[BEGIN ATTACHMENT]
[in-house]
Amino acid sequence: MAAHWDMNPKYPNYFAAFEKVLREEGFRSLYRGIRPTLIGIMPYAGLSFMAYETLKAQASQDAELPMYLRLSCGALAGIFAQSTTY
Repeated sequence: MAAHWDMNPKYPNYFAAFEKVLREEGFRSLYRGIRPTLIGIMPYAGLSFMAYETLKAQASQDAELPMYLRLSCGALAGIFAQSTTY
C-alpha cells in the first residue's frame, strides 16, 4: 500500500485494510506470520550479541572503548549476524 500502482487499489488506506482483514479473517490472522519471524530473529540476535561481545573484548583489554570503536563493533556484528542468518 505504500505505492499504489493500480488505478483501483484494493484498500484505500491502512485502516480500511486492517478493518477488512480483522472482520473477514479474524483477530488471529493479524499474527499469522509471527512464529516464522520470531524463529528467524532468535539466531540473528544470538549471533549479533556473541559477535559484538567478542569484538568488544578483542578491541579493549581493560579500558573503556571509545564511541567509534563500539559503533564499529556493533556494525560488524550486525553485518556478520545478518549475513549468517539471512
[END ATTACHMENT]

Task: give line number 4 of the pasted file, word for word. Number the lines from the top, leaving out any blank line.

C-alpha cells in the first residue's frame, strides 16, 4: 500500500485494510506470520550479541572503548549476524 500502482487499489488506506482483514479473517490472522519471524530473529540476535561481545573484548583489554570503536563493533556484528542468518 505504500505505492499504489493500480488505478483501483484494493484498500484505500491502512485502516480500511486492517478493518477488512480483522472482520473477514479474524483477530488471529493479524499474527499469522509471527512464529516464522520470531524463529528467524532468535539466531540473528544470538549471533549479533556473541559477535559484538567478542569484538568488544578483542578491541579493549581493560579500558573503556571509545564511541567509534563500539559503533564499529556493533556494525560488524550486525553485518556478520545478518549475513549468517539471512